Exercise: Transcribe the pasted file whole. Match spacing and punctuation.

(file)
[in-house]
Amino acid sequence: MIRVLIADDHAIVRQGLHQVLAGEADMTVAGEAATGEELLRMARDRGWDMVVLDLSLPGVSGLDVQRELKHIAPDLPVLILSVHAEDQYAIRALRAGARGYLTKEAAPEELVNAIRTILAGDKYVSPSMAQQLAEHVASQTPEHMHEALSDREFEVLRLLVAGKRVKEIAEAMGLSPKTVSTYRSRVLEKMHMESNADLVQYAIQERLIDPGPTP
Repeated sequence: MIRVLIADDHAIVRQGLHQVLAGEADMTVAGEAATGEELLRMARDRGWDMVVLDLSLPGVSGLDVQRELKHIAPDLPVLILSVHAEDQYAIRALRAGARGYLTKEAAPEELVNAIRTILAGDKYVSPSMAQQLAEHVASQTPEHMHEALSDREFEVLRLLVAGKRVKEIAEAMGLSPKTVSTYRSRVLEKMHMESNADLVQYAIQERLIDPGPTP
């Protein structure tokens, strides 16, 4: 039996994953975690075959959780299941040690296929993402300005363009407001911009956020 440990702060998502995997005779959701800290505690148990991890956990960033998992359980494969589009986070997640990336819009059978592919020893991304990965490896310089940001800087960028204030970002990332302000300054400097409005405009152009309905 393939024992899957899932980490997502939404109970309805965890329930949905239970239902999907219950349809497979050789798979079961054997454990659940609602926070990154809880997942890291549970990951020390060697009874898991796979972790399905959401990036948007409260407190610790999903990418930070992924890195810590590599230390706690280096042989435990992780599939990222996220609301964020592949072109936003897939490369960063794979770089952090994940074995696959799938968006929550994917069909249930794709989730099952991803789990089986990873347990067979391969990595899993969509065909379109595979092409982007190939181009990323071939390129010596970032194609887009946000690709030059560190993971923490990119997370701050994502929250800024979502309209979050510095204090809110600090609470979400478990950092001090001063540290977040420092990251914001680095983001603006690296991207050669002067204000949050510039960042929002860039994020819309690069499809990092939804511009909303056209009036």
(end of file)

[in-house]
Amino acid sequence: MIRVLIADDHAIVRQGLHQVLAGEADMTVAGEAATGEELLRMARDRGWDMVVLDLSLPGVSGLDVQRELKHIAPDLPVLILSVHAEDQYAIRALRAGARGYLTKEAAPEELVNAIRTILAGDKYVSPSMAQQLAEHVASQTPEHMHEALSDREFEVLRLLVAGKRVKEIAEAMGLSPKTVSTYRSRVLEKMHMESNADLVQYAIQERLIDPGPTP
Repeated sequence: MIRVLIADDHAIVRQGLHQVLAGEADMTVAGEAATGEELLRMARDRGWDMVVLDLSLPGVSGLDVQRELKHIAPDLPVLILSVHAEDQYAIRALRAGARGYLTKEAAPEELVNAIRTILAGDKYVSPSMAQQLAEHVASQTPEHMHEALSDREFEVLRLLVAGKRVKEIAEAMGLSPKTVSTYRSRVLEKMHMESNADLVQYAIQERLIDPGPTP
């Protein structure tokens, strides 16, 4: 039996994953975690075959959780299941040690296929993402300005363009407001911009956020 440990702060998502995997005779959701800290505690148990991890956990960033998992359980494969589009986070997640990336819009059978592919020893991304990965490896310089940001800087960028204030970002990332302000300054400097409005405009152009309905 393939024992899957899932980490997502939404109970309805965890329930949905239970239902999907219950349809497979050789798979079961054997454990659940609602926070990154809880997942890291549970990951020390060697009874898991796979972790399905959401990036948007409260407190610790999903990418930070992924890195810590590599230390706690280096042989435990992780599939990222996220609301964020592949072109936003897939490369960063794979770089952090994940074995696959799938968006929550994917069909249930794709989730099952991803789990089986990873347990067979391969990595899993969509065909379109595979092409982007190939181009990323071939390129010596970032194609887009946000690709030059560190993971923490990119997370701050994502929250800024979502309209979050510095204090809110600090609470979400478990950092001090001063540290977040420092990251914001680095983001603006690296991207050669002067204000949050510039960042929002860039994020819309690069499809990092939804511009909303056209009036």